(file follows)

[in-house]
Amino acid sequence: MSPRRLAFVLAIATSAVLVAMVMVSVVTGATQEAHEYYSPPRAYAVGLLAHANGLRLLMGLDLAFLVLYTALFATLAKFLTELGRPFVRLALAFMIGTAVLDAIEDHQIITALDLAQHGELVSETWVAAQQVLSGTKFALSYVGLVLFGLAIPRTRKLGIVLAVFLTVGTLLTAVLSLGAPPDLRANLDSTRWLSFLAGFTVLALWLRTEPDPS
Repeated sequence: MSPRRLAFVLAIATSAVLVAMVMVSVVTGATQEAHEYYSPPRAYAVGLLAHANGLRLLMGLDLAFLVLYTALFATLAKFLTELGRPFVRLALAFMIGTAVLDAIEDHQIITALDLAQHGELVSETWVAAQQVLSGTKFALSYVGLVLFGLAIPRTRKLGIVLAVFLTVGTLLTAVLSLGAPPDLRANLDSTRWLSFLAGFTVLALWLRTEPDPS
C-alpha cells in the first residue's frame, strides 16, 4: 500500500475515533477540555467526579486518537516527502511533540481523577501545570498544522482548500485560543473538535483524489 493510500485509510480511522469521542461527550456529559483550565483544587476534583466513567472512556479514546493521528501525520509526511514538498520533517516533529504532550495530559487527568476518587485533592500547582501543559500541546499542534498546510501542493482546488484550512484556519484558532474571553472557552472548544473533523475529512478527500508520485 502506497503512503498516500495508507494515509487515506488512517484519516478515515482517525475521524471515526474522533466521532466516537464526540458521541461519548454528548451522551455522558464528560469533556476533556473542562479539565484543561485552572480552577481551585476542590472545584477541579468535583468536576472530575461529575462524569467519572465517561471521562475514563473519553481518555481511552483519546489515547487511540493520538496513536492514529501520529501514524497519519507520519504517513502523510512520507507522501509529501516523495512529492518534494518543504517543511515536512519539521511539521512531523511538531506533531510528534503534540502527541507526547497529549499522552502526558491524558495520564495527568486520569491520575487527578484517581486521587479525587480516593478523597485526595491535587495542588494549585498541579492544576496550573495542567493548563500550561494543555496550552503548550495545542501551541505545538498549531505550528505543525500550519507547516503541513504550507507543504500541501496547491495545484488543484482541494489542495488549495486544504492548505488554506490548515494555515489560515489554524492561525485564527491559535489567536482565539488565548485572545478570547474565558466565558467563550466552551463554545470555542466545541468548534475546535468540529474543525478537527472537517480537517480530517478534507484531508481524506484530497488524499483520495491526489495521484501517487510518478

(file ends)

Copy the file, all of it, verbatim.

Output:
[in-house]
Amino acid sequence: MSPRRLAFVLAIATSAVLVAMVMVSVVTGATQEAHEYYSPPRAYAVGLLAHANGLRLLMGLDLAFLVLYTALFATLAKFLTELGRPFVRLALAFMIGTAVLDAIEDHQIITALDLAQHGELVSETWVAAQQVLSGTKFALSYVGLVLFGLAIPRTRKLGIVLAVFLTVGTLLTAVLSLGAPPDLRANLDSTRWLSFLAGFTVLALWLRTEPDPS
Repeated sequence: MSPRRLAFVLAIATSAVLVAMVMVSVVTGATQEAHEYYSPPRAYAVGLLAHANGLRLLMGLDLAFLVLYTALFATLAKFLTELGRPFVRLALAFMIGTAVLDAIEDHQIITALDLAQHGELVSETWVAAQQVLSGTKFALSYVGLVLFGLAIPRTRKLGIVLAVFLTVGTLLTAVLSLGAPPDLRANLDSTRWLSFLAGFTVLALWLRTEPDPS
C-alpha cells in the first residue's frame, strides 16, 4: 500500500475515533477540555467526579486518537516527502511533540481523577501545570498544522482548500485560543473538535483524489 493510500485509510480511522469521542461527550456529559483550565483544587476534583466513567472512556479514546493521528501525520509526511514538498520533517516533529504532550495530559487527568476518587485533592500547582501543559500541546499542534498546510501542493482546488484550512484556519484558532474571553472557552472548544473533523475529512478527500508520485 502506497503512503498516500495508507494515509487515506488512517484519516478515515482517525475521524471515526474522533466521532466516537464526540458521541461519548454528548451522551455522558464528560469533556476533556473542562479539565484543561485552572480552577481551585476542590472545584477541579468535583468536576472530575461529575462524569467519572465517561471521562475514563473519553481518555481511552483519546489515547487511540493520538496513536492514529501520529501514524497519519507520519504517513502523510512520507507522501509529501516523495512529492518534494518543504517543511515536512519539521511539521512531523511538531506533531510528534503534540502527541507526547497529549499522552502526558491524558495520564495527568486520569491520575487527578484517581486521587479525587480516593478523597485526595491535587495542588494549585498541579492544576496550573495542567493548563500550561494543555496550552503548550495545542501551541505545538498549531505550528505543525500550519507547516503541513504550507507543504500541501496547491495545484488543484482541494489542495488549495486544504492548505488554506490548515494555515489560515489554524492561525485564527491559535489567536482565539488565548485572545478570547474565558466565558467563550466552551463554545470555542466545541468548534475546535468540529474543525478537527472537517480537517480530517478534507484531508481524506484530497488524499483520495491526489495521484501517487510518478